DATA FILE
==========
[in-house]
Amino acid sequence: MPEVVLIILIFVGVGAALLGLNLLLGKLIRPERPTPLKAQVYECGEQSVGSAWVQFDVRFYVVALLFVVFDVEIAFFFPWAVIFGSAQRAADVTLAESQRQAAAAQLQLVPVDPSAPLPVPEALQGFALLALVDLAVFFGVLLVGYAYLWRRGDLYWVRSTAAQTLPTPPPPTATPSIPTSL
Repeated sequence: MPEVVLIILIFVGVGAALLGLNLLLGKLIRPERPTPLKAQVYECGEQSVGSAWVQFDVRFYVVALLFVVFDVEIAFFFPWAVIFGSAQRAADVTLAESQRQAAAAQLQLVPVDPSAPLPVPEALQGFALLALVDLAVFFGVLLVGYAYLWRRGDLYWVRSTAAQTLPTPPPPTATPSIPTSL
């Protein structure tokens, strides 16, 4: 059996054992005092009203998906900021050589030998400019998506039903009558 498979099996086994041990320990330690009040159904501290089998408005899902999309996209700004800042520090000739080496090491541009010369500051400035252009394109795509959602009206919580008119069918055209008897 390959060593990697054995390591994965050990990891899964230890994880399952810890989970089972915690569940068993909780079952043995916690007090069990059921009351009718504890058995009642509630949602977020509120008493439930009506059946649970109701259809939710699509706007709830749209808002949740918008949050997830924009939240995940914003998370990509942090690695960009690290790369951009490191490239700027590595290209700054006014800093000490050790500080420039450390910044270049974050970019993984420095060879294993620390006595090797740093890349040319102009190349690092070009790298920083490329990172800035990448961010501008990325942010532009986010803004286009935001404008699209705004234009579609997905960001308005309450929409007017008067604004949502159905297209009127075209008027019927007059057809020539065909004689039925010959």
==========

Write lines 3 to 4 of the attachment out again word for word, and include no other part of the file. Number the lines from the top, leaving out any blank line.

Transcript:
Repeated sequence: MPEVVLIILIFVGVGAALLGLNLLLGKLIRPERPTPLKAQVYECGEQSVGSAWVQFDVRFYVVALLFVVFDVEIAFFFPWAVIFGSAQRAADVTLAESQRQAAAAQLQLVPVDPSAPLPVPEALQGFALLALVDLAVFFGVLLVGYAYLWRRGDLYWVRSTAAQTLPTPPPPTATPSIPTSL
């Protein structure tokens, strides 16, 4: 059996054992005092009203998906900021050589030998400019998506039903009558 498979099996086994041990320990330690009040159904501290089998408005899902999309996209700004800042520090000739080496090491541009010369500051400035252009394109795509959602009206919580008119069918055209008897 390959060593990697054995390591994965050990990891899964230890994880399952810890989970089972915690569940068993909780079952043995916690007090069990059921009351009718504890058995009642509630949602977020509120008493439930009506059946649970109701259809939710699509706007709830749209808002949740918008949050997830924009939240995940914003998370990509942090690695960009690290790369951009490191490239700027590595290209700054006014800093000490050790500080420039450390910044270049974050970019993984420095060879294993620390006595090797740093890349040319102009190349690092070009790298920083490329990172800035990448961010501008990325942010532009986010803004286009935001404008699209705004234009579609997905960001308005309450929409007017008067604004949502159905297209009127075209008027019927007059057809020539065909004689039925010959």